Collin: It was a spur of the moment decision. A friend told me about the auditions because they thought I might be interested, and I decided I’d give it a shot.
Collin will be performing at the PCAL Fall Festival this Wednesday at the Colonnade. Take the time to listen to some music and have a little fun.
Sometimes, fun distractions are needed at this time of the semester.
For those who like video games and like playing video games with people, you don’t want to miss this gaming event!! It’s a fund raiser for the Association for Computing Machinery. There’s a five dollar entry fee, and multiple platforms (such as X-Boxes and Playstations) will be supported. Also, for those with a new copy of Super Smash Bros for the Nintendo 3DS, they might have a Smash Bros. tourney…
NaNoWriMo – National Novel Writing Month - starts next month in November. As English Majors, writing is a big part of all we do, even if we aren’t planning on writing novels professionally. Even if it isn’t something you considered beyond as a distraction while walking up the hill, the event is here to encourage creativity and free expression, even if it is purely for fun.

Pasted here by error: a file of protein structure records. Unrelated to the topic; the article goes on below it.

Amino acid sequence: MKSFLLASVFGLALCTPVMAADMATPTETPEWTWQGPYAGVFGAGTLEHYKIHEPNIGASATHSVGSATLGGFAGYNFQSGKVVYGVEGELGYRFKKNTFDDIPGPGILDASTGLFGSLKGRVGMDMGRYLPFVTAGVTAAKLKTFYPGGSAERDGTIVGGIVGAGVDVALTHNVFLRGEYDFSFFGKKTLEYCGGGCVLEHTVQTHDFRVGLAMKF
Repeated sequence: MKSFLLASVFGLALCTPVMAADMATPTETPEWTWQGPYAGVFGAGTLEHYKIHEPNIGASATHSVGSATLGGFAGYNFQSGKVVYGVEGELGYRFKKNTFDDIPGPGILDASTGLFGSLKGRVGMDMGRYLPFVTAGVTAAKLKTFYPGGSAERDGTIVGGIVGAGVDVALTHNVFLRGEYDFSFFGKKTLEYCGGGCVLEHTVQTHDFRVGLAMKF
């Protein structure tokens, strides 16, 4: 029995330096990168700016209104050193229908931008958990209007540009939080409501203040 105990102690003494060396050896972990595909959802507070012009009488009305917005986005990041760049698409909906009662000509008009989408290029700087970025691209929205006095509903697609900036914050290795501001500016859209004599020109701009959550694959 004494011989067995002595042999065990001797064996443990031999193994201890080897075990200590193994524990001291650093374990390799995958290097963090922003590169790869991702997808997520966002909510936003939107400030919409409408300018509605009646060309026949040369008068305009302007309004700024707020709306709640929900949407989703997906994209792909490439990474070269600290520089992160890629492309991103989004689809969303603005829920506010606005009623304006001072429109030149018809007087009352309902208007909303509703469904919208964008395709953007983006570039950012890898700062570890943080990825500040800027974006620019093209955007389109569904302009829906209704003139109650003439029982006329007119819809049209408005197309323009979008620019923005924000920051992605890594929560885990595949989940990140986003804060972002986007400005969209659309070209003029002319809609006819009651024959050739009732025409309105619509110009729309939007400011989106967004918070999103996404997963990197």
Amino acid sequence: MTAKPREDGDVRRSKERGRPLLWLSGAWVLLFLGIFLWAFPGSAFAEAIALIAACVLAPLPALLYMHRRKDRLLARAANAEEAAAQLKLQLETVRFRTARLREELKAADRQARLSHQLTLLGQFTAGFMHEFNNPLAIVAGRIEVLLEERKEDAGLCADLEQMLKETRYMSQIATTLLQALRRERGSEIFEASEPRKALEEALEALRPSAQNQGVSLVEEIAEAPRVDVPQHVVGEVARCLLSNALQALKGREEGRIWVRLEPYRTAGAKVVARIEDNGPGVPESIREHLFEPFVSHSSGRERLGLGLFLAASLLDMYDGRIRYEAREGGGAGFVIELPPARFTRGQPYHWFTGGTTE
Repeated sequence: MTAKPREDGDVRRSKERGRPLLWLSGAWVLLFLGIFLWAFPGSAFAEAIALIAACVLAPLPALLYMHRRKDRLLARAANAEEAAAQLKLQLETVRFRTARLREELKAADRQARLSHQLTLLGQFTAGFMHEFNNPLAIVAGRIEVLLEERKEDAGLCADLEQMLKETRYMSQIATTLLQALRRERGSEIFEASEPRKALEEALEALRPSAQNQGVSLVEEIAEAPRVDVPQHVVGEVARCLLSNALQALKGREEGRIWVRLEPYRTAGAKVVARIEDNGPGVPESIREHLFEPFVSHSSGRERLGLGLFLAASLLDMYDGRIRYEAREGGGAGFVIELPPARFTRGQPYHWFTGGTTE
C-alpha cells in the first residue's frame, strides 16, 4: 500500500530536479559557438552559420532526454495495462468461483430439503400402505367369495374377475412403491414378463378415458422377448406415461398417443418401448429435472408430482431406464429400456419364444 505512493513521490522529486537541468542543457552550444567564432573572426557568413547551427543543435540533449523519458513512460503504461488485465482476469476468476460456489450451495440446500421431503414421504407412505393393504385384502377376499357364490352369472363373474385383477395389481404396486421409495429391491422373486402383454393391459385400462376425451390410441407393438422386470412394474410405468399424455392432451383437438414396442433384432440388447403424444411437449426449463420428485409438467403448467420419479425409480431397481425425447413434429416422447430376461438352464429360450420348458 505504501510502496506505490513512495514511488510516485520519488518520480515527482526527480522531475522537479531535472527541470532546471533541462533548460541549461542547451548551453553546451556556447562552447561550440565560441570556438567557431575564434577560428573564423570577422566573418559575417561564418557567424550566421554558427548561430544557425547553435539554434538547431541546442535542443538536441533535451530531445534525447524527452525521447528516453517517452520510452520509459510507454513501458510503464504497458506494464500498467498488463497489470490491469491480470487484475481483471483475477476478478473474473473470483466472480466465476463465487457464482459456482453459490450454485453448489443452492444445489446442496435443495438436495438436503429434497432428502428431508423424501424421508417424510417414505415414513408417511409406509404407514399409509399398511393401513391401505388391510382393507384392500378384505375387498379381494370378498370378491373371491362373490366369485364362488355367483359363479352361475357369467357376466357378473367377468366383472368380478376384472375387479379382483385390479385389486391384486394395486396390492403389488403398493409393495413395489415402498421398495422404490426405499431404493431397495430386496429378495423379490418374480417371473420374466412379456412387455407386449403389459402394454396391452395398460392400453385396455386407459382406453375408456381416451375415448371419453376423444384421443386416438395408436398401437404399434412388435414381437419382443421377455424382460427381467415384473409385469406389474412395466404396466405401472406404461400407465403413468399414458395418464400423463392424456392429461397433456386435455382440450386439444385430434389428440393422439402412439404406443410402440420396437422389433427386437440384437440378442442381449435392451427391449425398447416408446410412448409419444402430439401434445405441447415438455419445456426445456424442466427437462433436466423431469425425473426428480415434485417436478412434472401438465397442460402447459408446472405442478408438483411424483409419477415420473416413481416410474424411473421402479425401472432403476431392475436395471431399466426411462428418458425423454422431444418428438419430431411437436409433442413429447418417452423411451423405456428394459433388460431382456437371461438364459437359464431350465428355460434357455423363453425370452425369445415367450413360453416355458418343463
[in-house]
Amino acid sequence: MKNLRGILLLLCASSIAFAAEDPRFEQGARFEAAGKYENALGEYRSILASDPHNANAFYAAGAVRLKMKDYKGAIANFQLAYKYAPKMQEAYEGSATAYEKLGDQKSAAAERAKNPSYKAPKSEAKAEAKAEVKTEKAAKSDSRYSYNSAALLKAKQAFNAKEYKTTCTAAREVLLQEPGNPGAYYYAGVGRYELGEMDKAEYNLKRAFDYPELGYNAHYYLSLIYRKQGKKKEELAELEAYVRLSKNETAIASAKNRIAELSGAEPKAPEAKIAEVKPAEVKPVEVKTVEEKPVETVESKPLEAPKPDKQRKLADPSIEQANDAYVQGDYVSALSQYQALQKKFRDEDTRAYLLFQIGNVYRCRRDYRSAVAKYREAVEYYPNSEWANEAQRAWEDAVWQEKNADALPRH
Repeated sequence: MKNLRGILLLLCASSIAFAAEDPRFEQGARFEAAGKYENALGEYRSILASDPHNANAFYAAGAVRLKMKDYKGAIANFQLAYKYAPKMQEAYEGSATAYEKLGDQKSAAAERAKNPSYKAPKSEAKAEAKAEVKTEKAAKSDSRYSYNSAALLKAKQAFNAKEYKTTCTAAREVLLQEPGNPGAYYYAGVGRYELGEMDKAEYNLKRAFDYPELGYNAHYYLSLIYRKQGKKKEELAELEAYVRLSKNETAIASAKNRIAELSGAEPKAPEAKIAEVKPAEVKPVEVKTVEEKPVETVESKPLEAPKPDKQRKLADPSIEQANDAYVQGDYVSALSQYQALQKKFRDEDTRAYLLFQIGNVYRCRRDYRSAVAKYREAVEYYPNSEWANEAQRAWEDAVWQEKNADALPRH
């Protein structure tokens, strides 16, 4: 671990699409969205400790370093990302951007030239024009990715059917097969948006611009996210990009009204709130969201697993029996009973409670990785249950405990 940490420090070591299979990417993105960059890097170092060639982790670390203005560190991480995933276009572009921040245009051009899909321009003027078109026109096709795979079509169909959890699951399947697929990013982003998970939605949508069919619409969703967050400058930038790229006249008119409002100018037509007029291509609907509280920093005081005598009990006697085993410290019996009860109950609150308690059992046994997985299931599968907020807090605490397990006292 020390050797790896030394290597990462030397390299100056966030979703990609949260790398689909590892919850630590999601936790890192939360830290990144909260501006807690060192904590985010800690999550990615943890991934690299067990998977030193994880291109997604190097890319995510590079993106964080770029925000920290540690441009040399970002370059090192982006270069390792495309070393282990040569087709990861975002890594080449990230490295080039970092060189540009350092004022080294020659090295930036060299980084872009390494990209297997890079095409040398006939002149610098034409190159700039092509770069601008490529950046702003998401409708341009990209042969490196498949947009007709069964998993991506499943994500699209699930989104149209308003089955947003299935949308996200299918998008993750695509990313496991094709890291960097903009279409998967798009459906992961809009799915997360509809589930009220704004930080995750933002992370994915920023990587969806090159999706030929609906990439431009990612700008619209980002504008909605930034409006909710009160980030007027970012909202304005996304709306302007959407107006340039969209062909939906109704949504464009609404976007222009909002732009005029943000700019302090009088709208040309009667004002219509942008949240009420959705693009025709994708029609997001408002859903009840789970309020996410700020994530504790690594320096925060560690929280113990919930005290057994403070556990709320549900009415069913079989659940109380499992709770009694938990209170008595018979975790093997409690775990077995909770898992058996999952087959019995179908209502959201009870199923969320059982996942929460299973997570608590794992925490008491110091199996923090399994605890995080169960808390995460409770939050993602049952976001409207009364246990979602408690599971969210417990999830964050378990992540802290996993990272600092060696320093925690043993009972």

Need or want to volunteer someplace for a few hours? Want to have a fun-filled Saturday instead of cooping up with some books and homework? Bowling Green’s International Festival, a local celebration of our area’s diversity and international population, needs volunteers. The International Festival is going on this Saturday, September the 27th, from 9:00 A.M. to 6 P.M. at Fountain Square Park in downtown Bowling Green. They also need people for set-up and tear-down as well as running events and booths at the Festival. For more information about volunteering, visit this link. http://bginternationalfest.com/volunteer/index.html
To learn more about the International Festival, visit this link. http://bginternationalfest.com/
Dr. Angela Jones (Associate Professor of English) and Dr. Charles Borders (Associate Professor of History) man a booth to recruit volunteers Wednesday the 17th at the Centennial Mall for the International Festival.
Conference submissions are now being taken for Streamlines: An Undergraduate Conference Celebrating Language, Literature, and Writing. Submit your abstract by October 22nd to be considered for a panel presentation!
According to the attached flyer, “Streamlines is a collaborative effort among Clarke University, Loras College, and University of Dubuque to create unique opportunities for undergraduates to share scholarship and creativity.”
Click the thumbnail of the flyer or go to the Streamlines web page for more information. This is a great opportunity, not to be missed!
Every year on April 23–Shakespeare’s birthday–folks nationwide donate books to people in their communities for the World Book Night (WBN) celebration, and this year in Bowling Green, one of the WKU English department’s own undergraduate students took center stage for the event.